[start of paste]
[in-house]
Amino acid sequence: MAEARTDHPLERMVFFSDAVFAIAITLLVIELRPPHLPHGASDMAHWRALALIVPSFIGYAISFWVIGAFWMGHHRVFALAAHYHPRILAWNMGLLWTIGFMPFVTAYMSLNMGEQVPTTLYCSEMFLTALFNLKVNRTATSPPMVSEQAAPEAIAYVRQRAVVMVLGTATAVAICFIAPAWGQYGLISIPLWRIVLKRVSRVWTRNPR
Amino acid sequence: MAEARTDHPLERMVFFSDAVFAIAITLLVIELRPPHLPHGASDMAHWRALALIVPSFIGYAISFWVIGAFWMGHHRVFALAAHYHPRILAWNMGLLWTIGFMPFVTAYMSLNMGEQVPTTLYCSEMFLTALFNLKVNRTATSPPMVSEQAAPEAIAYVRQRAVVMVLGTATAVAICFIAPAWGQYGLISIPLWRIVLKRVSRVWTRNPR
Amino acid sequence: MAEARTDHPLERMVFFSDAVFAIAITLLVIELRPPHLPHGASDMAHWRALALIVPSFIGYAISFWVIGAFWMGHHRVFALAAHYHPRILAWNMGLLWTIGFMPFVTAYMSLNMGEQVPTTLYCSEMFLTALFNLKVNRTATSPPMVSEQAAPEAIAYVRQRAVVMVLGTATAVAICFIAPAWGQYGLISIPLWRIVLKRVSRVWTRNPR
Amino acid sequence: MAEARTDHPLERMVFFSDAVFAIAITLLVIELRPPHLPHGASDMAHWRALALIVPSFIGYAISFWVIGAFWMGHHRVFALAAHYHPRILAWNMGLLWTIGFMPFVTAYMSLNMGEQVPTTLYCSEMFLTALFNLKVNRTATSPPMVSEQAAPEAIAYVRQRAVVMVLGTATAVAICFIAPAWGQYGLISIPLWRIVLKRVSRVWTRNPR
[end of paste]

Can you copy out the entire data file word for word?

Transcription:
[in-house]
Amino acid sequence: MAEARTDHPLERMVFFSDAVFAIAITLLVIELRPPHLPHGASDMAHWRALALIVPSFIGYAISFWVIGAFWMGHHRVFALAAHYHPRILAWNMGLLWTIGFMPFVTAYMSLNMGEQVPTTLYCSEMFLTALFNLKVNRTATSPPMVSEQAAPEAIAYVRQRAVVMVLGTATAVAICFIAPAWGQYGLISIPLWRIVLKRVSRVWTRNPR
Amino acid sequence: MAEARTDHPLERMVFFSDAVFAIAITLLVIELRPPHLPHGASDMAHWRALALIVPSFIGYAISFWVIGAFWMGHHRVFALAAHYHPRILAWNMGLLWTIGFMPFVTAYMSLNMGEQVPTTLYCSEMFLTALFNLKVNRTATSPPMVSEQAAPEAIAYVRQRAVVMVLGTATAVAICFIAPAWGQYGLISIPLWRIVLKRVSRVWTRNPR
Amino acid sequence: MAEARTDHPLERMVFFSDAVFAIAITLLVIELRPPHLPHGASDMAHWRALALIVPSFIGYAISFWVIGAFWMGHHRVFALAAHYHPRILAWNMGLLWTIGFMPFVTAYMSLNMGEQVPTTLYCSEMFLTALFNLKVNRTATSPPMVSEQAAPEAIAYVRQRAVVMVLGTATAVAICFIAPAWGQYGLISIPLWRIVLKRVSRVWTRNPR
Amino acid sequence: MAEARTDHPLERMVFFSDAVFAIAITLLVIELRPPHLPHGASDMAHWRALALIVPSFIGYAISFWVIGAFWMGHHRVFALAAHYHPRILAWNMGLLWTIGFMPFVTAYMSLNMGEQVPTTLYCSEMFLTALFNLKVNRTATSPPMVSEQAAPEAIAYVRQRAVVMVLGTATAVAICFIAPAWGQYGLISIPLWRIVLKRVSRVWTRNPR